Systems biology of symmetry breaking during neuronal polarity formation

Dev Neurobiol. 2011 Jun;71(6):584-93. doi: 10.1002/dneu.20837.


Polarization, in which a single axon and multiple dendrites are formed, is crucial for neuronal functions, and symmetry breaking is the initial step of this process. Accumulating studies have revealed a number of molecules that act asymmetrically in neurons, and thereby regulate neuronal polarity. Thus, one of the major goals of current research is to understand how asymmetric signals are generated during the symmetry-breaking step. Current models of neuronal symmetry breaking generally involve "local activation" for induction of axon outgrowth and "global inhibition" to suppress formation of multiple axons and can be categorized into "one-takes-all" and "activator-inhibitor" models. Both types of model incorporate a positive feedback loop to execute local activation, but differ in the manner of global inhibition. Quantitative experimentation combined with computational modeling is a powerful strategy in systems biology, and analyses in this direction have begun to yield a more profound understanding of how neurons break their symmetry during polarity formation.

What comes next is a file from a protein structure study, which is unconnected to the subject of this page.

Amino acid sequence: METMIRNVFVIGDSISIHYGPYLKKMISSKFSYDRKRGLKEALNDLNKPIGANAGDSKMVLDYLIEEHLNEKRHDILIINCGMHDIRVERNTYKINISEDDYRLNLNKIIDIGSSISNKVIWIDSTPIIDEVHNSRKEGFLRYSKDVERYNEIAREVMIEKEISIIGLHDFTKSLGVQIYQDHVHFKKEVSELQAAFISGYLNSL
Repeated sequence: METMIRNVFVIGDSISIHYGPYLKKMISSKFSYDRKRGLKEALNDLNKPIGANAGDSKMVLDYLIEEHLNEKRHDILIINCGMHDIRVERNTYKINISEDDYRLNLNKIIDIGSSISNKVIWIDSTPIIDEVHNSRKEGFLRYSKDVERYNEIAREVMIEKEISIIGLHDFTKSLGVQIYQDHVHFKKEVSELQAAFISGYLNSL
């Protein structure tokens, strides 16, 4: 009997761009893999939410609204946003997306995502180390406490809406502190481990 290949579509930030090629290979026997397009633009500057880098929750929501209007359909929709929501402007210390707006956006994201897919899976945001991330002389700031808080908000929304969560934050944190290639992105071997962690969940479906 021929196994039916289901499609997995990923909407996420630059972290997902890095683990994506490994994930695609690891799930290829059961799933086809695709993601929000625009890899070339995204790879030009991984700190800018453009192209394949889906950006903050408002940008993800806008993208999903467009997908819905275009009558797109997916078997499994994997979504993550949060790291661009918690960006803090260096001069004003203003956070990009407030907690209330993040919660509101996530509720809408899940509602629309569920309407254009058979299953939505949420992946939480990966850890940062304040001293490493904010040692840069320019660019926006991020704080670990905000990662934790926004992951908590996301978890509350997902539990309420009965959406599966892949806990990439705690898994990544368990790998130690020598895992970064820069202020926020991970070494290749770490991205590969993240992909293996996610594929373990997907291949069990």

Publication types

  • Research Support, Non-U.S. Gov't
  • Review

MeSH terms

  • Animals
  • Cell Polarity / physiology*
  • Humans
  • Neurons / physiology*
  • Neurons / ultrastructure
  • Systems Biology*